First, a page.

It’s Time To Switch From A Neiman Marcus Tax Code To A Walmart One

Tax Day, April 15, is always a good day to reflect on the things we value. For example, what do you value more than money? Family? Faith? Country? How about time? After all, even for the fittest Americans, time on Earth is limited.

If our time is so precious, shouldn’t we do something about the federal tax code that costs Americans upwards of 6.5 billion hours to comply with and over $300 billion per year in lost productivity?

That’s time and money we will never see again.

Americans say they’ve had enough. They are telling pollsters that they think the tax code is too complicated and in need of reform. A new national survey released by the nonpartisan Tax Foundation found that 65 percent of U.S. taxpayers think the tax code is overly complex and even more of us—86 percent—think the federal tax code needs an overhaul.

I’m often asked, why is the tax code so complicated? To start with, there are roughly 220 tax deductions and credits in the code and nearly every one of those provisions was put there to incentivize us to conform to political priorities, not our own.

Simplifying the tax code would give us back our time and our ability to make our own choices about how we want to spend, save, or invest our own money.

A simpler tax code would also mean a smaller, less intrusive Internal Revenue Service. Over the decades, politicians have turned the IRS into a superagency, managing programs aimed at promoting housing, electric vehicles, health care, education, corporate welfare, and social services, just to name a few. Managing programs is not a skill set for a tax-collection agency.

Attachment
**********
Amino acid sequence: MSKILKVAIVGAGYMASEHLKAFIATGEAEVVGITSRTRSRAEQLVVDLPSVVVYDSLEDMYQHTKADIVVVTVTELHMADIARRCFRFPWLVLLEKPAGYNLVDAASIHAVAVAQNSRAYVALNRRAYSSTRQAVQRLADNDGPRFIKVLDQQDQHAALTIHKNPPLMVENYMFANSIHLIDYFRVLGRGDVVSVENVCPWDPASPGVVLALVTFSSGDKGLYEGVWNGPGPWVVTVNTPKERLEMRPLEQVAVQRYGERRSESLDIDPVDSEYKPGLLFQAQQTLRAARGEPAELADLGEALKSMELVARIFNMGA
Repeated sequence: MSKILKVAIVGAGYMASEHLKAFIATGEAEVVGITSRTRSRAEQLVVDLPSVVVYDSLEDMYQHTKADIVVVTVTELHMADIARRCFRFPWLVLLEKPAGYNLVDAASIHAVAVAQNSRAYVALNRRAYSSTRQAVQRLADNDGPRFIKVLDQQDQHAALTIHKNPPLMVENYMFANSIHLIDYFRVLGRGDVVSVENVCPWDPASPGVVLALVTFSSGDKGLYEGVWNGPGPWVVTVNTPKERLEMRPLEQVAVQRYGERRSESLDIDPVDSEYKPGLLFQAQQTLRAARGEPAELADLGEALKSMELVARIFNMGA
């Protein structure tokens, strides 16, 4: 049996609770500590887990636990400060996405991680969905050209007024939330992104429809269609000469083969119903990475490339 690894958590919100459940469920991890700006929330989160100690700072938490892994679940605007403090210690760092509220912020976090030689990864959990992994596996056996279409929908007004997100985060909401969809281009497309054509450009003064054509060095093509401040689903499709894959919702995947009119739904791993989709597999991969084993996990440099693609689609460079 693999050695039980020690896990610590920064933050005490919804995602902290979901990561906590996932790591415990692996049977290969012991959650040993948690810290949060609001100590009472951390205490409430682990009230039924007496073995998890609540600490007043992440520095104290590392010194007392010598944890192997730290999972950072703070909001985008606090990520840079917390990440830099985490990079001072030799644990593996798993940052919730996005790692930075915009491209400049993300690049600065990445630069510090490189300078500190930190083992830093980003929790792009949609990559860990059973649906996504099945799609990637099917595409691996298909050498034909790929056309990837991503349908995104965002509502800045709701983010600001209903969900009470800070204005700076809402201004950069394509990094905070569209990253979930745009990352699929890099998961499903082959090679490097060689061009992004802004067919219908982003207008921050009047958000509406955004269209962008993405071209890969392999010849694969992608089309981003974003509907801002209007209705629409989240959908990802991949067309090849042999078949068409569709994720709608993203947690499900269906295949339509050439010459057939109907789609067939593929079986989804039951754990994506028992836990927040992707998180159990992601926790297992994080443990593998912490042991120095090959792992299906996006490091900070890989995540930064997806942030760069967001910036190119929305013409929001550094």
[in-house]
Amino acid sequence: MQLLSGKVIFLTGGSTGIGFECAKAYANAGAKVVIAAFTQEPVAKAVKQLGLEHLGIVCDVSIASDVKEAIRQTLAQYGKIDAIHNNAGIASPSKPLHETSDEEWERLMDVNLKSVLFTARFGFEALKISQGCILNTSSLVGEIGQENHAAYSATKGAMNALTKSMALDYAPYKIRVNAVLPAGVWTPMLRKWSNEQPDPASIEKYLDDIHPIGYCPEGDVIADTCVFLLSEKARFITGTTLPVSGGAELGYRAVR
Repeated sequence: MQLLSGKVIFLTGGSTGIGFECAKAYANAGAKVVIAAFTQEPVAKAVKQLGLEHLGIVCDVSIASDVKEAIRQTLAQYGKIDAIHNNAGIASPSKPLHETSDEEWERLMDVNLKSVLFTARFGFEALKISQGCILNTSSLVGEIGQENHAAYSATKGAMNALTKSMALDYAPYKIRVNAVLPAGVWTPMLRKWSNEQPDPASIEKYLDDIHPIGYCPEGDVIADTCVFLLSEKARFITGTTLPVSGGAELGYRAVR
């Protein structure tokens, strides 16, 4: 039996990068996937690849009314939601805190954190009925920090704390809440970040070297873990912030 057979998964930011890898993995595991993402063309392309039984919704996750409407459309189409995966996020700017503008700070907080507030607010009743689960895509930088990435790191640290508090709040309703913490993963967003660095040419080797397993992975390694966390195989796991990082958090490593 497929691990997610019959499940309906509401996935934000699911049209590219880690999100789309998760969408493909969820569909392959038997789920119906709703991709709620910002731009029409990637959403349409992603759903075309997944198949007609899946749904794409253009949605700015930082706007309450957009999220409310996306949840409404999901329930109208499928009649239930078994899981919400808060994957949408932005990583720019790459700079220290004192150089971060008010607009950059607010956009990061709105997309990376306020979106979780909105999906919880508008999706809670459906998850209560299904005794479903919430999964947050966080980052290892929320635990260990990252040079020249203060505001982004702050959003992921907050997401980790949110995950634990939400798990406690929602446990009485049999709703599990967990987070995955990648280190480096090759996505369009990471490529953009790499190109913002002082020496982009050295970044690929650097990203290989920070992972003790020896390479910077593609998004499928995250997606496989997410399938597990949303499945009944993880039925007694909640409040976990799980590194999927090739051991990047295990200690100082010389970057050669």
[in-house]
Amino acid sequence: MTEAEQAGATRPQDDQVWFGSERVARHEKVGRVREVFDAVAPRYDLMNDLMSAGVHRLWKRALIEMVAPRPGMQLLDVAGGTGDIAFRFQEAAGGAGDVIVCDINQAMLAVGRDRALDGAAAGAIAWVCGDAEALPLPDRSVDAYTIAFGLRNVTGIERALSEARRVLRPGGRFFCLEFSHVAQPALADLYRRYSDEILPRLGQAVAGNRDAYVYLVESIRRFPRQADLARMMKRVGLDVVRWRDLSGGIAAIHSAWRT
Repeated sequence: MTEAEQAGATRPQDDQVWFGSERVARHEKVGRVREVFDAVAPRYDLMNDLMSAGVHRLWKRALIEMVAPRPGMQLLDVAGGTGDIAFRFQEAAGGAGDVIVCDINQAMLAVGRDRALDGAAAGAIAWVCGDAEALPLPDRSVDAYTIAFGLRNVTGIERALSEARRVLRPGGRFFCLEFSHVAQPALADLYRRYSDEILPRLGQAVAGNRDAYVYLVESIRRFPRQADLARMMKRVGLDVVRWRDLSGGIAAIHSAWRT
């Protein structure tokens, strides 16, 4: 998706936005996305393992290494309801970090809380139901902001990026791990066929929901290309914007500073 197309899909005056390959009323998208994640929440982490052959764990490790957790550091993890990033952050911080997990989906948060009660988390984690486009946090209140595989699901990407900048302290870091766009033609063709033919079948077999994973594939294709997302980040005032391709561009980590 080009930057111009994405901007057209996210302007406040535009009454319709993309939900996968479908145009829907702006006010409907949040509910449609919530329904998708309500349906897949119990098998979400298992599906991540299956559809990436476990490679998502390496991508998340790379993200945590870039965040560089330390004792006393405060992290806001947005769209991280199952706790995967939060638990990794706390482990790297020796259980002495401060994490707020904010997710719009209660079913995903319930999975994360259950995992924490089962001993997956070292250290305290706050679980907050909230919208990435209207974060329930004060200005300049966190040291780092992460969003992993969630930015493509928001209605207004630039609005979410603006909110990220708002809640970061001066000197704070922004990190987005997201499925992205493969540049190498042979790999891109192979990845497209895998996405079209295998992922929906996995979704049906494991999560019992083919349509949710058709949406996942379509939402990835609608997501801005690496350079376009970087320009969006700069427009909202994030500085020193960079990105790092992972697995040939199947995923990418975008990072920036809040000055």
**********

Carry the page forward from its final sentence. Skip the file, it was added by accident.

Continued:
Despite their desire for tax reform, many taxpayers fear giving up the credits and deductions they know for the prospects of a simpler tax code. But as I outline in my new book, Taxocracy: What You Don’t Know About Taxes and How They Rule Your Daily Life, many of the most popular credits and deductions don’t meet their stated goal or have serious unintended consequences.

In fact, tax subsidies can often make things less affordable rather than more affordable. For example, studies find the mortgage interest deduction gets capitalized into the price of homes, making homeownership less attainable. One study found the deduction “has no discernable impact on U.S. homeownership outcomes.”

The same goes for the tax credits for higher education costs. Universities often just pocket the amount of the credit by raising tuition prices or offer less financial aid, knowing the IRS is absorbing the cost. One academic study found that the American Opportunity Tax Credit, implemented during the Obama era, “generated very little change in college attendance or other college-related outcomes.”

Lawmakers’ efforts as venture capitalists have also been a failure. The dozens of tax subsidies for clean energy and electric vehicles in the Inflation Reduction Act have turned corporate tax departments into profit centers chasing tax breaks. Despite the advertising, purchasers of EVs don’t fully benefit from EV tax credits because automakers soak up the tax subsidies with higher prices in the same manner that universities soak up tuition tax credits with higher tuition costs.

See a pattern here?

Our current tax code is like shopping at Neiman Marcus during a 10-percent-off sale for select items. The discount gives us a false sense of savings, but we are really not getting a bargain. We should ditch the illusion of discounts and move toward a Walmart tax code with low taxes every day.

Scott Hodge is president emeritus of the Tax Foundation and the author of the new book, “Taxocracy: What You Don’t Know About Taxes and How They Rule Your Daily Life.”

The views and opinions expressed in this commentary are those of the author and do not reflect the official position of the Daily Caller News Foundation.


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Scott Hodge

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Scott Hodge
Tags: Income taxes

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